JoAnn M. Murphy, a career Baltimore County public school educator who later became the second woman to head the the county school board, died Saturday from complications associated with liver disease at the University of Maryland St. Joseph Medical Center.
The former Parkton resident, who lived in Cockeysville, was 74.
“JoAnn was a brilliant person and early on was a pioneer in the area of staff and human relations when she was in Baltimore County Public Schools’ central office. She was a real pioneer,” said Robert Y. Dubel, a Glen Arm resident who was superintendent of county public schools for 16 years before retiring in 1992. “She was a lovely person, was well-liked by everyone, and made a real contribution.”
Joe A. Hairston was head of Baltimore County public schools from 2000 to 2012.
“JoAnn was a lady of integrity and was well-respected when she served as president of the school board. She was a great leader and educator,” said Mr. Hairston, a Reisterstown resident.
“She was very articulate and a tremendous communicator. She always made people around her feel comfortable,” Dr. Hairston said. “She was a tremendous lady, and her death is a tremendous loss,” he said.
“She gave her heart and soul to whatever she did,” said Anthony G, Marchione, who served as superintendent of county schools from 1995 to 2000 and lives in Hunt Valley. “She was very competent and you could rely on her to get the job done. She could work with all kinds of people from all types of backgrounds."
The former JoAnn Marie Cechin was the daughter of John Cechin, a Hedstrom Co. maintenance worker, and his wife, Denise Gallant Cechin, a Seth Thomas Clock Co. assembly line worker.
Born and raised in Fitchburg, Mass., where she graduated in 1962 from St. Bernard’s Central Catholic High School, Mrs. Murphy earned a bachelor’s degree in 1966 from what is now Fitchburg University.
While at St. Bernard’s, she fell in love with Joseph F. Murphy Jr., a lawyer, who later served as chief judge of the Maryland Court of Special Appeals from 1996 to 2007, and ended his judicial career in 2011 after serving for four years as a judge on the state Court of Appeals.
“JoAnn was a sophomore and I was a junior,” said Judge Murphy, who married his high school sweetheart in 1966.
“She was an extremely humorous person,” said Meg M. O’Hare, who served on the county school board when Mrs. Murphy was president. “When she was in college in order to earn book money, she worked as a go-go dancer in a local pub.”
“Baltimore County public schools always sent recruiting teams to New England and because JoAnn was way up in her class, she had a job before she ever set foot in Maryland,” recalled Judge Murphy.
Mrs. Murphy began teaching in Baltimore County public schools in 1966 when she joined the faculty of Overlea High School, where she taught English and journalism.
“She was an excellent teacher from the beginning," Dr. Dubel said.
From 1972 to 1974, when she joined the central office, Mrs. Murphy was chairwoman of the English department at Loch Raven High School.
“I was working in the central office under Bob Dubel and we needed someone to do our publications, and it was JoAnn, who was then at Loch Raven, who responded to our notice,” Dr. Marchione said.
She went on to supervise programs in community relations, public information and human resources.
Another of Mrs. Murphy’s responsibilities was coordinating an exchange program with schools in Grosseto, Italy, that had been established by Dr. Marchione.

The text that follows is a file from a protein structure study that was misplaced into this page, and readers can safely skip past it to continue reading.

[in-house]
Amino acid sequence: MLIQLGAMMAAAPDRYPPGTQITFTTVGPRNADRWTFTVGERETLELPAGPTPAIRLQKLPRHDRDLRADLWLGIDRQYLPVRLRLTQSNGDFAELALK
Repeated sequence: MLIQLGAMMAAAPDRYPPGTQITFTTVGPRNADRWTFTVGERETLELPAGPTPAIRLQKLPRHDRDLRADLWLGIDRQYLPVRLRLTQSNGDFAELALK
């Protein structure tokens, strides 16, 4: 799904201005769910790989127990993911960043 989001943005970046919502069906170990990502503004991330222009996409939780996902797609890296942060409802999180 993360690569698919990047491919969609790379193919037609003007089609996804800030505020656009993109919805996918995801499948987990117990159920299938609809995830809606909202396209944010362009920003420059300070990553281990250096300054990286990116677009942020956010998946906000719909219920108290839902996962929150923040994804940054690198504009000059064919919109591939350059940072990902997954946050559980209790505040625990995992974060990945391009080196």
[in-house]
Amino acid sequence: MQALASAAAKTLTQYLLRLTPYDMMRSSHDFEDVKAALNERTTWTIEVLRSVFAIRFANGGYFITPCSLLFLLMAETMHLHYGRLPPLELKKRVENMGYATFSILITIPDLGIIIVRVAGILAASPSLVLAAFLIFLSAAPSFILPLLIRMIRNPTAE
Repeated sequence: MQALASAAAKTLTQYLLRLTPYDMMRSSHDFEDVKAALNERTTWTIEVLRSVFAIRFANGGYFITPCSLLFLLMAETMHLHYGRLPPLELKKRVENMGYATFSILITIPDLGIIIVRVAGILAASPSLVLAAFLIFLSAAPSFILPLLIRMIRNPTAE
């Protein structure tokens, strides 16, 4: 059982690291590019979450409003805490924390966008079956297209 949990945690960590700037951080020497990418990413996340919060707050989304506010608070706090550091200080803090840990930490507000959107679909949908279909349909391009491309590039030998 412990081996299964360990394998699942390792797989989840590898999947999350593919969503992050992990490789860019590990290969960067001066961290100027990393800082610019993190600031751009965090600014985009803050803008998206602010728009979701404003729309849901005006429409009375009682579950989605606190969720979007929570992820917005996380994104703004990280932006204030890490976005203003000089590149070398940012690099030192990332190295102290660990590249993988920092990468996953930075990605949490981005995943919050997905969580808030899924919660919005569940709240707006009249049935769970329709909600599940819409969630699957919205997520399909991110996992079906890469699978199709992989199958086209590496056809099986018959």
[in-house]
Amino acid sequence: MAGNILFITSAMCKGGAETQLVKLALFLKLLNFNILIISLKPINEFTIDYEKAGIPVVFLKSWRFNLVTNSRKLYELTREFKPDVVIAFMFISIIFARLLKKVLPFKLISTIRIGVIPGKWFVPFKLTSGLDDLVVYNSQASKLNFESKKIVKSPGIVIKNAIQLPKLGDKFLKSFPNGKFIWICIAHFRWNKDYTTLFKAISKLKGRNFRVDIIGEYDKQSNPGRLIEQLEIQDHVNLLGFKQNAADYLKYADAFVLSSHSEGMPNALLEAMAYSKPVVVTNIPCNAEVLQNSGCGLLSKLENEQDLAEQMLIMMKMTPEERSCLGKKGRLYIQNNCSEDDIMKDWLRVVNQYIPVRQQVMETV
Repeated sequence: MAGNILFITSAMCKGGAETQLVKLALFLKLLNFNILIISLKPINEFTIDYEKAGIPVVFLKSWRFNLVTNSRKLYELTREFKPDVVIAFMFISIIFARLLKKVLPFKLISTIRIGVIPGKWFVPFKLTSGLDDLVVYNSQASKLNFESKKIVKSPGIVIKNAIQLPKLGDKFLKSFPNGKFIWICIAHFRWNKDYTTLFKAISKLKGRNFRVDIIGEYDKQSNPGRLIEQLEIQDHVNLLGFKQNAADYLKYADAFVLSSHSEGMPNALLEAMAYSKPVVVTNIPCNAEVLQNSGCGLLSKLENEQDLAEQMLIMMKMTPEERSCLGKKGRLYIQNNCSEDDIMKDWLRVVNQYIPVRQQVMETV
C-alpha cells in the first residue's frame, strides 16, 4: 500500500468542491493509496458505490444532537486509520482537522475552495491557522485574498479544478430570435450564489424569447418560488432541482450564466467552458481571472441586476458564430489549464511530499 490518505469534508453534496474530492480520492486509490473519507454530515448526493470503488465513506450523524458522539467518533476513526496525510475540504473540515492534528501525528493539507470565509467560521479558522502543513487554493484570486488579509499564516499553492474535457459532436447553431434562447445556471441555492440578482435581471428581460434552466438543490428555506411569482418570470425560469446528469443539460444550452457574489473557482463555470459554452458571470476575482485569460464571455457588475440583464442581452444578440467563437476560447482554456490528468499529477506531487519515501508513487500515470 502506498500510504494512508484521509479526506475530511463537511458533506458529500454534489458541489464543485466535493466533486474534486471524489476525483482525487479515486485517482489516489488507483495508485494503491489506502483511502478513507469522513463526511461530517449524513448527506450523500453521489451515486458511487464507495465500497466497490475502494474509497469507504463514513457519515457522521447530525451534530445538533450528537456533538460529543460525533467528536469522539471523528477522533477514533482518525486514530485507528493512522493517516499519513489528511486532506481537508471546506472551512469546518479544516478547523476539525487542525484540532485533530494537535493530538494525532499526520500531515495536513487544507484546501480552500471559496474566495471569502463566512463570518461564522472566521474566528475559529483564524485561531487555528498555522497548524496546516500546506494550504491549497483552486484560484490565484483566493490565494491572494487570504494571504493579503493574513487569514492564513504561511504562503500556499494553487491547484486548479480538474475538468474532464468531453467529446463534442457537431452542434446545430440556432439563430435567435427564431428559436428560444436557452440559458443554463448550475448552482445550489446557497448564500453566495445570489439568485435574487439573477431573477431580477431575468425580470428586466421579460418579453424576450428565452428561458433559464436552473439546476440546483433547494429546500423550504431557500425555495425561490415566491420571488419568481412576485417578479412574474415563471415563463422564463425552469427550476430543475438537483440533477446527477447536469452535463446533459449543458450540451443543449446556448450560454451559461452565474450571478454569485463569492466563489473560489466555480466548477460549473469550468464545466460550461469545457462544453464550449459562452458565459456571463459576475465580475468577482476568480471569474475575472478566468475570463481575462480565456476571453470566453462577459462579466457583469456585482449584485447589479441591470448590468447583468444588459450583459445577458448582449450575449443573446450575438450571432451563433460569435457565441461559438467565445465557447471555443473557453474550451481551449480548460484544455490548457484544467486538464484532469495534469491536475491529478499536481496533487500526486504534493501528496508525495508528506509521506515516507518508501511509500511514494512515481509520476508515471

“We’d have 150 students and teachers going to Grosseto with an equal number coming to Baltimore County for three months,” Dr. Marchione said. “And when my responsibilities changed, JoAnn took over and was so dedicated to it. She was so dedicated to it that she even learned Italian.”
After retiring in 1994, Mrs. Murphy served as a member of the board of the Hannah More School and was president of the Maryland Volunteer Network.
In 2005, Gov. Robert L. Ehrlich Jr. appointed Mrs. Murphy to a five-year term on the Baltimore County school board, and two years later she was elected its president, the second woman in the post, her husband said.
"She served as president the last three years of her term until she retired in 2010,' her husband said.
“I have a long history [with Baltimore County], and I just felt this year it would be helped to have someone with curriculum background,” Mrs. Murphy said in a 2007 interview with the now-defunct Examiner.
When new members joined the board, Mrs. Murphy said it wouldn’t take them long to grasp its mission.
“For us, it’s all about student achievement, so whatever we get into has to have a bearing on that,” she told The Baltimore Sun in 2008. “Regardless of the makeup of the board, that’s going to be the focus. There may be different ways the board feels about how we get there, but that’s still the focus.”
“She was president when I joined the board in 2006. She did everything ethically and professionally and the students were her focus," Mrs. O’Hare said. “She was very smart, a great collaborative leader and never let the politicians interfere. She led the board by example and had a great sense of character.”
She added: “JoAnn always did the right thing — that’s what I loved about her. It was always about everyone else.”
Mrs. Murphy, who enjoyed writing, was a member of the Wednesday Writers group founded in 1997 by Elizabeth L. “Betty” Walter, a former Towson High School English and drama teacher.
She had completed a novel based on her teaching days at Overlea High School.
“She had a lot of life experiences which she brought to it,” Mrs. O’Hare said, who added, that while teaching at Overlea, Mrs. Murphy has been a contestant on “Jeopardy.' "
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